A Credit Card You Want to Toss
Credit-card issuers have drawn fire for jacking up interest rates on cardholders who aren't behind on payments, but whose credit score has fallen for another reason. Now, some consumers complain, Bank of America (BAC) is hiking rates based on no apparent deterioration in their credit scores at all.
The major credit-card lender in mid-January sent letters notifying some responsible cardholders that it would more than double their rates to as high as 28%, without giving an explanation for the increase, according to copies of five letters obtained by BusinessWeek. Fine print at the end of the letter—headed "Important Amendment to Your Credit Card Agreement"—advised calling an 800-number for the reason, but consumers who called say they were unable to get a clear answer. "No one could give me an explanation," says Eric Fresch, a Huron (Ohio) engineer who is on time with his Bank of America card payments and knows of no decline in the status of his overall credit.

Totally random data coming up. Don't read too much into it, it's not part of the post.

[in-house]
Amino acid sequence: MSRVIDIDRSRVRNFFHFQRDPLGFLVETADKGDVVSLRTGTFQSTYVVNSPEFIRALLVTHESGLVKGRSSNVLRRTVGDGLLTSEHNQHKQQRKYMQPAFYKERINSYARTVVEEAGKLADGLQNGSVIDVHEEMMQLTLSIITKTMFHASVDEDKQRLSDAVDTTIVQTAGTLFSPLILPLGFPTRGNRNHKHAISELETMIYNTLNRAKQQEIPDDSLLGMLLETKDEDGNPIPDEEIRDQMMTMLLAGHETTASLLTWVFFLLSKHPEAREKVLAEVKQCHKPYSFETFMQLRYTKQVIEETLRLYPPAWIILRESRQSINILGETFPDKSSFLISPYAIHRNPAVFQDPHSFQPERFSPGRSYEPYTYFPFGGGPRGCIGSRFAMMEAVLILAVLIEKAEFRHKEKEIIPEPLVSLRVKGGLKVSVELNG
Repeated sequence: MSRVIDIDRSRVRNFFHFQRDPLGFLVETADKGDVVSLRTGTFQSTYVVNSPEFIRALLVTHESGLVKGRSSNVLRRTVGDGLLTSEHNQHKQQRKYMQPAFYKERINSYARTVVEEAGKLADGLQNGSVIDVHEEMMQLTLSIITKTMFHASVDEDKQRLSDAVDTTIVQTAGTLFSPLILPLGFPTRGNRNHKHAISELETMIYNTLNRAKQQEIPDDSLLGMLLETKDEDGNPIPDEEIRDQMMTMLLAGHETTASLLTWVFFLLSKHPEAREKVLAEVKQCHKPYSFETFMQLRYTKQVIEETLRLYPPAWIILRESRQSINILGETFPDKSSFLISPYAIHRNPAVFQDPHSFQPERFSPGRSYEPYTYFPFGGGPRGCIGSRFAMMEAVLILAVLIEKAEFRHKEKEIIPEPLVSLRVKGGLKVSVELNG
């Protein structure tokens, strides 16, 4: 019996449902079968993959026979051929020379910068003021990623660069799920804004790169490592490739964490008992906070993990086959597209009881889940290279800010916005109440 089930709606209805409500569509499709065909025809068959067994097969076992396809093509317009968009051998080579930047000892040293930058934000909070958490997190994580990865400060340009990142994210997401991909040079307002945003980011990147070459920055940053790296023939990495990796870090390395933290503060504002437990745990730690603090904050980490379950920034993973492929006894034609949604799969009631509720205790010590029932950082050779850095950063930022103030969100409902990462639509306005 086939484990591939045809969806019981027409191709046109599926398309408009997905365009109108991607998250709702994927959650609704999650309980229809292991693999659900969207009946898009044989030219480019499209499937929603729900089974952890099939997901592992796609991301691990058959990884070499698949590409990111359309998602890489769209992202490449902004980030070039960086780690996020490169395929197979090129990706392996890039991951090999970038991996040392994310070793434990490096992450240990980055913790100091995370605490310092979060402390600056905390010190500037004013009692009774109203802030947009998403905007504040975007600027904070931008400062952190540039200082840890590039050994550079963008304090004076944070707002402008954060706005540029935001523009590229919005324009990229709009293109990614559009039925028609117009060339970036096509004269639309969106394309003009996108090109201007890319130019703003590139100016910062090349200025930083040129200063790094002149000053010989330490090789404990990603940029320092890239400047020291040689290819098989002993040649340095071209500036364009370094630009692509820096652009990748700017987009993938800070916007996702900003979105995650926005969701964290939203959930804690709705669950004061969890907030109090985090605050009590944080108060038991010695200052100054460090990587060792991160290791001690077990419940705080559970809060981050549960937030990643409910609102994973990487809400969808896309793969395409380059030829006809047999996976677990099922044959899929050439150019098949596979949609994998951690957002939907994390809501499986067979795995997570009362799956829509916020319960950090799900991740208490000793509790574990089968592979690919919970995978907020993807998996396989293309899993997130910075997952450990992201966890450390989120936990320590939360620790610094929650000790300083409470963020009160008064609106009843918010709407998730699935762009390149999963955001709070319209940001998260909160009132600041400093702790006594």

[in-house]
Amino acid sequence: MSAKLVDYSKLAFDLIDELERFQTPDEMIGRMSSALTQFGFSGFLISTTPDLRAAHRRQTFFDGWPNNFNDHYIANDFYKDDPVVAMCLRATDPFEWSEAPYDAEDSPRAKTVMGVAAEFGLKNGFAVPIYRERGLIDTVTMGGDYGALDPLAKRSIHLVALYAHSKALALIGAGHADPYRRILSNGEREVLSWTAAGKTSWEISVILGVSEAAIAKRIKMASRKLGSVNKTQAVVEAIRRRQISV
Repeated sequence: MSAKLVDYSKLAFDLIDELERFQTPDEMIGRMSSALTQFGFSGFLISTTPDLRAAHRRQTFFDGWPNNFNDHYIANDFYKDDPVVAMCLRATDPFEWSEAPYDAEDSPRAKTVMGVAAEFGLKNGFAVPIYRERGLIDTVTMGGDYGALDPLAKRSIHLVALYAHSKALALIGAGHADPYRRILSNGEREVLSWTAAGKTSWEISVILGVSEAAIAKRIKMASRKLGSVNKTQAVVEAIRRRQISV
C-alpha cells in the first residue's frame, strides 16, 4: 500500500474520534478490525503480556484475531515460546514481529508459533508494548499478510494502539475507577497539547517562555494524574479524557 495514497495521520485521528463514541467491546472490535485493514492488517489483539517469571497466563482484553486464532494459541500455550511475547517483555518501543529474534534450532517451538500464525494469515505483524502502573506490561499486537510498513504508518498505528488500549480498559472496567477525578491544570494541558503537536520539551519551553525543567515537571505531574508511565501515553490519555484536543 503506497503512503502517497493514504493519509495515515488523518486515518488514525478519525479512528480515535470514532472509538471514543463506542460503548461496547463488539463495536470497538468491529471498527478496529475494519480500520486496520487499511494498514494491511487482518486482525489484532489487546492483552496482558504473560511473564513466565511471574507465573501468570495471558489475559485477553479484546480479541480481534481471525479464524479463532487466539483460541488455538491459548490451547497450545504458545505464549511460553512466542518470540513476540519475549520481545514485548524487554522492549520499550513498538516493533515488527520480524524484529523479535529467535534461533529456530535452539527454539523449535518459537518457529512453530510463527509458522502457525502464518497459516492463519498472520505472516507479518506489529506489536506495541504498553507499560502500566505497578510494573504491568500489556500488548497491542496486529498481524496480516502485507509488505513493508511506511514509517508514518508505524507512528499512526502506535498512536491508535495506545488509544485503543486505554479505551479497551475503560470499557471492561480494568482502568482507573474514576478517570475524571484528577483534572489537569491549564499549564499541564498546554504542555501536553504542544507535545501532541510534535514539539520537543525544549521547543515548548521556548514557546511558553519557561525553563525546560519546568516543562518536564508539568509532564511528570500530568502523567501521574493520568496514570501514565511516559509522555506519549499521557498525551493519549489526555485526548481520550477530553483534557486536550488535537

Bank of America spokeswoman Betty Riess confirms some bank cardholders could be receiving rate increases for reasons other than declines in credit scores, such as running higher balances with their Bank of America cards or with other creditors. She says the increases are part of a "periodic review" that assesses customers' credit risk. She declined to say if the Charlotte (N.C.) bank had changed its credit standards thereby bumping some consumers' rates or how many cardholders were being affected by the review. Bank of America has 40 million U.S. credit-card accounts.
Buzz about the letters is building on the Internet. Since mid-January Credit.com, a credit-card information site, has received 40 complaints from consumers Bank of America had notified of sharp rate increases, even though they were current on their bills, says Emily Davidson, a Credit.com researcher. Complaint sites My3cents.com and BankofAmericaBadforAmerica.org say they have also received similar complaints.
The so-called "opt-out" letters give borrowers the option of no longer using their card and paying off the balance at the old rate. But they must write Bank of America by later this month if they plan to do so—otherwise their rates on existing and new balances automatically rise.
What's striking is how arbitrary the Bank of America rate increases appear, credit industry experts say. In recent years, many card companies have turned to a practice called "risk-based pricing," where they will raise a regular paying consumer's rate because of a decline in the person's FICO score. FICO is a credit-risk score developed by Fair Isaac (FIC) that includes a number of risk metrics the Minneapolis company doesn't disclose. Credit reporting bureaus supply creditors with FICO scores along with other data, such as late payments and debts owed.